International economics bodies use different methods to calculate national debt. As a member of the EU, Luxembourg has to record its government debt following guidelines laid down in the Maastricht Treaty.

External Debt: $3,781,000,000,000


5. Netherlands

The IMF counts general government debt as the national debt. At the end of 2017, the organization calculated the gross national debt of the Netherlands as 56.7% of the country’s GDP. That figure adds up to all of the national government’s debt. Net debt deducts the financial assets from the gross debt figure. The IMF’s net national debt estimate for the Netherlands was 46.2% of GDP in 2017.

The OECD counts all public debt, including all levels of government and state-owned agencies. This version of the national debt worked out at 70% of GDP for the Netherlands at the end of 2017.

External Debt: $4,510,400,000,000


4. Germany

Germany’s national debt includes the money raised by Germany’s federal government through the issuance of debt instruments. Germany also includes the debts of its states and local government in the national debt figure. Germany refers to its national debts as “public debt.”

The German government was forced to bail out some banks during the financial crisis of 2008. However, the government still owns those banks, including their debts in the nation’s public debt record. The Federal Ministry of Finance, based in Berlin, is responsible for managing Germany’s national debt, including raising funds. The Department of Financial Market Policy, also known as Directorate-General VII, is the Ministry department that is specifically in charge of overseeing all debt management issues on behalf of the government.

External Debt: $5,398,267,000,000


3. France

France’s national debt is measured as all government debt. This includes any debts accrued by regional and departmental governments. However, those lower levels of government are not allowed access to debt markets directly. Therefore, pension obligations, Bank depositor guarantees, government guarantees on loans taken out by other institutions, the debts of state-owned enterprises, and outstanding short-term debt represented by unpaid invoices are not counted as part of France’s national debt.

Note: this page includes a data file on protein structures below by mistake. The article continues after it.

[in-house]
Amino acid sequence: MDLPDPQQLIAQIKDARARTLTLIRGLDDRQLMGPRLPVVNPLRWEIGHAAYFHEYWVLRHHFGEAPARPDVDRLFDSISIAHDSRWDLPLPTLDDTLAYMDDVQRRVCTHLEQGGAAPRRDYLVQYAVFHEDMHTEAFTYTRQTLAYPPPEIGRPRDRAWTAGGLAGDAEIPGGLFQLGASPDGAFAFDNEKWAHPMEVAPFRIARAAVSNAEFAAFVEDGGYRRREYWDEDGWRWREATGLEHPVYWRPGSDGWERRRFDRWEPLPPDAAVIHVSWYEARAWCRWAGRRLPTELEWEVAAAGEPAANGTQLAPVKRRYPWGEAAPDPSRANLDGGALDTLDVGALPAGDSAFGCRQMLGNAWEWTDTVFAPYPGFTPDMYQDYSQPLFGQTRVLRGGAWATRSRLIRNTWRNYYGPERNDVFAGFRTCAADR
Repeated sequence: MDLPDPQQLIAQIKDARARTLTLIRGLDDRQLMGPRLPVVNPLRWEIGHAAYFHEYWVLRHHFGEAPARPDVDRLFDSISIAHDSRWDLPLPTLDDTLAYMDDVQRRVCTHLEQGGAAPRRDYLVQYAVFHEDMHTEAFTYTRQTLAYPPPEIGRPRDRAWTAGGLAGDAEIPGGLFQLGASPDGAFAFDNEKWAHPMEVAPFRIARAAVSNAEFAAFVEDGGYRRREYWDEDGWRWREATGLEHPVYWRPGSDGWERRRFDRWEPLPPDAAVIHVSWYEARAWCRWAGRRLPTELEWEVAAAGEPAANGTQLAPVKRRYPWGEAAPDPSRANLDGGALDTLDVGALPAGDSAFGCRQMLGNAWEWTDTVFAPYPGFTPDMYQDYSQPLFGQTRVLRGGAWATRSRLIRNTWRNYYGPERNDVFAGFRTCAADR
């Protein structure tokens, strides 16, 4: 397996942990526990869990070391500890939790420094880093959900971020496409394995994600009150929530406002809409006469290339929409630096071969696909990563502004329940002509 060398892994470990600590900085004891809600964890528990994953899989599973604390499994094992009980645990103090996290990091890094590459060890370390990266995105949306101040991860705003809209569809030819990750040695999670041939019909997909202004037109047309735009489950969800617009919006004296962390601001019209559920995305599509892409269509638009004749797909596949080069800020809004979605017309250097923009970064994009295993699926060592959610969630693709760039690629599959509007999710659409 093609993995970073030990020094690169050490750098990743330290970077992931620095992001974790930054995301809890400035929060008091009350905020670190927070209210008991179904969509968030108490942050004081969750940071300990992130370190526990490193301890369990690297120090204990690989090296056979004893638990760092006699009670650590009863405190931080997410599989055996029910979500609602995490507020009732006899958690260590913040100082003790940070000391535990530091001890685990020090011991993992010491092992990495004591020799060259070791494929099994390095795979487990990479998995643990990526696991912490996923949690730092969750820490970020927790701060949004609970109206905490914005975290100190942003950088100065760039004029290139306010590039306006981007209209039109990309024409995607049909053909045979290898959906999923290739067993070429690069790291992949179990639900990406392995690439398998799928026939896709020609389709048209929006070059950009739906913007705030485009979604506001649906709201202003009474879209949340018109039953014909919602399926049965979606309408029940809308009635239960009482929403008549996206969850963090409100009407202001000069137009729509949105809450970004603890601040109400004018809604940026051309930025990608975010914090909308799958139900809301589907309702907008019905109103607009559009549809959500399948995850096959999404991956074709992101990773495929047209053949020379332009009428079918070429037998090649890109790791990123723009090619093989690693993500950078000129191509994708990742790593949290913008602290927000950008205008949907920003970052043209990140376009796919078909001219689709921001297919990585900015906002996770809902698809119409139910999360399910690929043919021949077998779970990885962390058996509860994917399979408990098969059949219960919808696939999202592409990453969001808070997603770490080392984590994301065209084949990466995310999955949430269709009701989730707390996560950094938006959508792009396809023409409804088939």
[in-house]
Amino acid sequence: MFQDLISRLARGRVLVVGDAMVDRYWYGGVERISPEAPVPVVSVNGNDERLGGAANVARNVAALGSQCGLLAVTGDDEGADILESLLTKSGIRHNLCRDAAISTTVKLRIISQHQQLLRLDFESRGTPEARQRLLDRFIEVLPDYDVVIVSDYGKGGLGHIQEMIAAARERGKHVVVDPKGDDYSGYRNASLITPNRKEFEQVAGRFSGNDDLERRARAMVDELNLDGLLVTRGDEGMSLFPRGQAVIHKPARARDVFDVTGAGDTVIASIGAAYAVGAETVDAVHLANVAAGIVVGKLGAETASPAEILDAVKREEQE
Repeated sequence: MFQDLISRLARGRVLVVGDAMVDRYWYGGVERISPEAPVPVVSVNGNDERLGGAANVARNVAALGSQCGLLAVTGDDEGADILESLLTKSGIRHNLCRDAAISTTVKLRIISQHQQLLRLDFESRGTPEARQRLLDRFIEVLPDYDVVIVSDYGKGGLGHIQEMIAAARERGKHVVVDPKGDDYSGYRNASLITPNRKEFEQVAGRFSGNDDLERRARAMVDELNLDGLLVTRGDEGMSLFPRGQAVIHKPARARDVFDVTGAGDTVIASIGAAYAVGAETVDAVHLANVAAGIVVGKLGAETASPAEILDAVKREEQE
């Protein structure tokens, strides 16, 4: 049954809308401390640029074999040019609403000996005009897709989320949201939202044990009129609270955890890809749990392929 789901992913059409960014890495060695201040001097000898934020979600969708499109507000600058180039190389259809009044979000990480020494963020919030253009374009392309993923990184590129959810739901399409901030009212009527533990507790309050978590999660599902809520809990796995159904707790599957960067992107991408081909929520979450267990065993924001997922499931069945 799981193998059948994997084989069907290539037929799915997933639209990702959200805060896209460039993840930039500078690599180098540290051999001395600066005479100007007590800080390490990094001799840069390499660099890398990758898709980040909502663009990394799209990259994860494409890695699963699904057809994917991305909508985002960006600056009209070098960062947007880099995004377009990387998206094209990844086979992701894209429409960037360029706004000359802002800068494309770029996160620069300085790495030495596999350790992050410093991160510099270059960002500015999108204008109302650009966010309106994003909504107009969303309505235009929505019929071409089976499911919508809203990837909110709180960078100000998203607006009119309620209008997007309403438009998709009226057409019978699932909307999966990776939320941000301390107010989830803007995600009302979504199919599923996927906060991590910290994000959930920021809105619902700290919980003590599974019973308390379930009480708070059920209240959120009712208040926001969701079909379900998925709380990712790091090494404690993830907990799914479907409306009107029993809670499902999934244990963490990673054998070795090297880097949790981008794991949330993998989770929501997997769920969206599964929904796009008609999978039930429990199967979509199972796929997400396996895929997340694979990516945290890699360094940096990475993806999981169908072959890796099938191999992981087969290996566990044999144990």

According to the IMF, at the end of 2017, France’s gross national debt to GDP ratio was 97%. At the same time, the country’s net debt to GDP was 87%. These two figures are close and show that the government finances its pensions out of its annual budget rather than building an investment fund for the pension system.

External Debt: $5,689,745,000,000


2. United Kingdom

Britain’s record national debt, which just surpassed £1 trillion, is a figure that can only exponentially increase unless the entire mechanism of Government finance is overhauled. The truth, however, is much worse; factoring in all liabilities, including state and public sector pensions, the real national debt is closer to £4.8 trillion, some £78,000 for every person in the UK.

External Debt: $8,475,956,000,000


1. the United States

The United States national debt is counted as all of the debt owed by the federal government, based in Washington DC. Debts owed by states are not included in the figure.

The IMF records the US national debt as the 16th highest in the world when expressed as a percentage of the country’s GDP. This is because the USA owes a sum greater than its GDP, which is the country’s annual income. US government debt is the responsibility of the Treasury Department. Money is raised in the form of bonds, which are known as “Treasury bonds,” “Treasury bills,” or “T-bills.”

Bonds are sold in auctions, which the Federal Financing Bank conducts; each sale event can raise a maximum of $15 billion.

External Debt: $22,284,900,000,000


This is a list of countries by external debt, which is the total public and private debt owed to nonresidents repayable in internationally accepted currencies, goods or services, where the public debt is the money or credit owed by any level of government from the central to local, and the private debt the cash or credit owed by private households or private corporations based in the country under consideration.



This article originally appeared on The Commodity and was reproduced here with permission.